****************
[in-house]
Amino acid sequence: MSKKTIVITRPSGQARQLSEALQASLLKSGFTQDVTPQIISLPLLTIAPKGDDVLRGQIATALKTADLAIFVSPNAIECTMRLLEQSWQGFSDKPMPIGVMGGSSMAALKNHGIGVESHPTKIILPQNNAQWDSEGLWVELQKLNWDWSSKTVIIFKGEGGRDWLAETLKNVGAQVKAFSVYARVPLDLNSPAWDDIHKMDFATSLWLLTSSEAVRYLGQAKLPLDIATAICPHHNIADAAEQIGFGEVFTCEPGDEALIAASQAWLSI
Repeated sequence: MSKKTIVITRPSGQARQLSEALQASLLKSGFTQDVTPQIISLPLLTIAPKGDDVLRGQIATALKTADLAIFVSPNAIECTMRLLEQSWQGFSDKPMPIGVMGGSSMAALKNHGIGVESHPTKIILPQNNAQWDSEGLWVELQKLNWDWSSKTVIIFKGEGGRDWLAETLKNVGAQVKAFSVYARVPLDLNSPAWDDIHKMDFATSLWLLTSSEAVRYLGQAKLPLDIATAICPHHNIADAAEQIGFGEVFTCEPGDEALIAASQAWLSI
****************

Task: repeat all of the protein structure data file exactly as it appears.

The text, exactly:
[in-house]
Amino acid sequence: MSKKTIVITRPSGQARQLSEALQASLLKSGFTQDVTPQIISLPLLTIAPKGDDVLRGQIATALKTADLAIFVSPNAIECTMRLLEQSWQGFSDKPMPIGVMGGSSMAALKNHGIGVESHPTKIILPQNNAQWDSEGLWVELQKLNWDWSSKTVIIFKGEGGRDWLAETLKNVGAQVKAFSVYARVPLDLNSPAWDDIHKMDFATSLWLLTSSEAVRYLGQAKLPLDIATAICPHHNIADAAEQIGFGEVFTCEPGDEALIAASQAWLSI
Repeated sequence: MSKKTIVITRPSGQARQLSEALQASLLKSGFTQDVTPQIISLPLLTIAPKGDDVLRGQIATALKTADLAIFVSPNAIECTMRLLEQSWQGFSDKPMPIGVMGGSSMAALKNHGIGVESHPTKIILPQNNAQWDSEGLWVELQKLNWDWSSKTVIIFKGEGGRDWLAETLKNVGAQVKAFSVYARVPLDLNSPAWDDIHKMDFATSLWLLTSSEAVRYLGQAKLPLDIATAICPHHNIADAAEQIGFGEVFTCEPGDEALIAASQAWLSI